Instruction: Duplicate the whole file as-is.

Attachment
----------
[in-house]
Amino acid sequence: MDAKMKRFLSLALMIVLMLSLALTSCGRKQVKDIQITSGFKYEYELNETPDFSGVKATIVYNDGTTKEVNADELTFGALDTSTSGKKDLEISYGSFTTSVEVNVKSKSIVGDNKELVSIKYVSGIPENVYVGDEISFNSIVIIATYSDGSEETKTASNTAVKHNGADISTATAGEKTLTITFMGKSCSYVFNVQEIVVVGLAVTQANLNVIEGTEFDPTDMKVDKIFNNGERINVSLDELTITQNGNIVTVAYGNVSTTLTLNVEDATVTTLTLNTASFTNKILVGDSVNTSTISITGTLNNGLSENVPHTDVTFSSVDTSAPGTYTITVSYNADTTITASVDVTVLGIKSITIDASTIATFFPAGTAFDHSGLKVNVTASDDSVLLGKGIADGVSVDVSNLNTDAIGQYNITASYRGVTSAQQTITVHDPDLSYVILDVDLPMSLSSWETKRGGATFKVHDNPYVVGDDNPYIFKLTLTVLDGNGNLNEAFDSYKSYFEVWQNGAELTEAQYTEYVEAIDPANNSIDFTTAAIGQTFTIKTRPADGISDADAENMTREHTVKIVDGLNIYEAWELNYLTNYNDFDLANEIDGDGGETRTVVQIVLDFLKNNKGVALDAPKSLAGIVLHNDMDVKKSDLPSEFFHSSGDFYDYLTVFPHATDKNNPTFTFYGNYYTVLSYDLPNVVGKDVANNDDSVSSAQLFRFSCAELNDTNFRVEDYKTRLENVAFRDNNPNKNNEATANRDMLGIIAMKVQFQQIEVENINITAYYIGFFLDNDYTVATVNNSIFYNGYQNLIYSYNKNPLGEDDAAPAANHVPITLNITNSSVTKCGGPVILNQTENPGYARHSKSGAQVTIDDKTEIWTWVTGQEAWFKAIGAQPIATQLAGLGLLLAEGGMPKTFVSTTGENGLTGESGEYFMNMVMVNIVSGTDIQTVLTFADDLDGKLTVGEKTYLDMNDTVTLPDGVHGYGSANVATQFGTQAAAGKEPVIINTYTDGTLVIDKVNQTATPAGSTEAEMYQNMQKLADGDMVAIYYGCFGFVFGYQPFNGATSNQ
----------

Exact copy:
[in-house]
Amino acid sequence: MDAKMKRFLSLALMIVLMLSLALTSCGRKQVKDIQITSGFKYEYELNETPDFSGVKATIVYNDGTTKEVNADELTFGALDTSTSGKKDLEISYGSFTTSVEVNVKSKSIVGDNKELVSIKYVSGIPENVYVGDEISFNSIVIIATYSDGSEETKTASNTAVKHNGADISTATAGEKTLTITFMGKSCSYVFNVQEIVVVGLAVTQANLNVIEGTEFDPTDMKVDKIFNNGERINVSLDELTITQNGNIVTVAYGNVSTTLTLNVEDATVTTLTLNTASFTNKILVGDSVNTSTISITGTLNNGLSENVPHTDVTFSSVDTSAPGTYTITVSYNADTTITASVDVTVLGIKSITIDASTIATFFPAGTAFDHSGLKVNVTASDDSVLLGKGIADGVSVDVSNLNTDAIGQYNITASYRGVTSAQQTITVHDPDLSYVILDVDLPMSLSSWETKRGGATFKVHDNPYVVGDDNPYIFKLTLTVLDGNGNLNEAFDSYKSYFEVWQNGAELTEAQYTEYVEAIDPANNSIDFTTAAIGQTFTIKTRPADGISDADAENMTREHTVKIVDGLNIYEAWELNYLTNYNDFDLANEIDGDGGETRTVVQIVLDFLKNNKGVALDAPKSLAGIVLHNDMDVKKSDLPSEFFHSSGDFYDYLTVFPHATDKNNPTFTFYGNYYTVLSYDLPNVVGKDVANNDDSVSSAQLFRFSCAELNDTNFRVEDYKTRLENVAFRDNNPNKNNEATANRDMLGIIAMKVQFQQIEVENINITAYYIGFFLDNDYTVATVNNSIFYNGYQNLIYSYNKNPLGEDDAAPAANHVPITLNITNSSVTKCGGPVILNQTENPGYARHSKSGAQVTIDDKTEIWTWVTGQEAWFKAIGAQPIATQLAGLGLLLAEGGMPKTFVSTTGENGLTGESGEYFMNMVMVNIVSGTDIQTVLTFADDLDGKLTVGEKTYLDMNDTVTLPDGVHGYGSANVATQFGTQAAAGKEPVIINTYTDGTLVIDKVNQTATPAGSTEAEMYQNMQKLADGDMVAIYYGCFGFVFGYQPFNGATSNQ